Yet, Independence Day arrives, and we celebrate the war machine as if it’s the only thing worth celebrating. Patriotism is now measured by how much we appreciate the military. If you suggest any improvement that needs to happen in our country, then you are considered unpatriotic, but most importantly, you don’t support our troops. When athletes chose not to stand during the national anthem to protest police violence against blacks, they were accused of hating soldiers. Their protest had nothing to do with the military.

I remember when the Fourth of July was America’s birthday, and we celebrated the life of our nation, not our killing ability. The biggest celebration planned this year is a massive military parade in Washington where our President, like a dictator, can require “his army” to parade before him in a show of force.

Everyone already knows our military is the most powerful. It should be. We spend more than the rest of the world combined to make it possible. But a powerful military is not what makes being an American special. Our country has been at war for half my life, yet not once has our freedom been threatened. Millions of people have died in these senseless wars, and I find it difficult to celebrate the fact that our military can do it all again without missing a beat.

It’s time to celebrate the good things about the United States—things like freedom of speech, a strong resilient economy, a beautiful country with vast open spaces and sprawling cities. It’s time to celebrate our neighborhoods where people gather in ethnic clusters and create eclectic communities. We can celebrate the fact that the United States is a melting pot, a hodgepodge of cultures, lifestyles, appetites, and preferences.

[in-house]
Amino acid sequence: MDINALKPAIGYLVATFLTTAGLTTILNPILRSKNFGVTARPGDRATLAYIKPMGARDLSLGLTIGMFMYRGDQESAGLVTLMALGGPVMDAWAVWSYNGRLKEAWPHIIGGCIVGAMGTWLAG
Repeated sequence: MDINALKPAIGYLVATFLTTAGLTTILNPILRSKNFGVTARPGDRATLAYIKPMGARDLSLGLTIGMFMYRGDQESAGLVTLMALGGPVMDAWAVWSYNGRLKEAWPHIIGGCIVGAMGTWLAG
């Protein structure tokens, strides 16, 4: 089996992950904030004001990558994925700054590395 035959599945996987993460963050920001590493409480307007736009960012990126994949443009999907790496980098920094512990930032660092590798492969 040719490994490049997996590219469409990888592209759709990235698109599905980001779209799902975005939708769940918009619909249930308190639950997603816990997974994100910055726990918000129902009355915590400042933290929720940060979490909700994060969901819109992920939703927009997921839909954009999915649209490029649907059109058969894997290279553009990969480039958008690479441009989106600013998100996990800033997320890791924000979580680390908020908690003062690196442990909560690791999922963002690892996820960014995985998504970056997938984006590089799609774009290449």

The thing that holds us together is not our military, it’s our freedom. The freedom to be whoever we are or the freedom to be like everyone else. The freedom to say whatever we want or to blend in with the majority. The freedom to go it alone or stay with a group. The freedom to vote however we want without having our patriotism challenged.

And perhaps, most importantly, the freedom to say thank you to our military without acknowledging that they are the most important element of America. Some will be quick to say that if it were not for the military, then we would not have freedom. While that’s probably true, it’s also true that if it were not for freedom, having a military would not be worth much. When you go to a child’s birthday party, you celebrate the child, not the parents who provide and protect, not the teacher who educates, not the policeman who guards. You celebrate the child. All are important, but on the child’s birthday, you celebrate the child.

On America’s birthday, let’s celebrate America, not the military that protects us.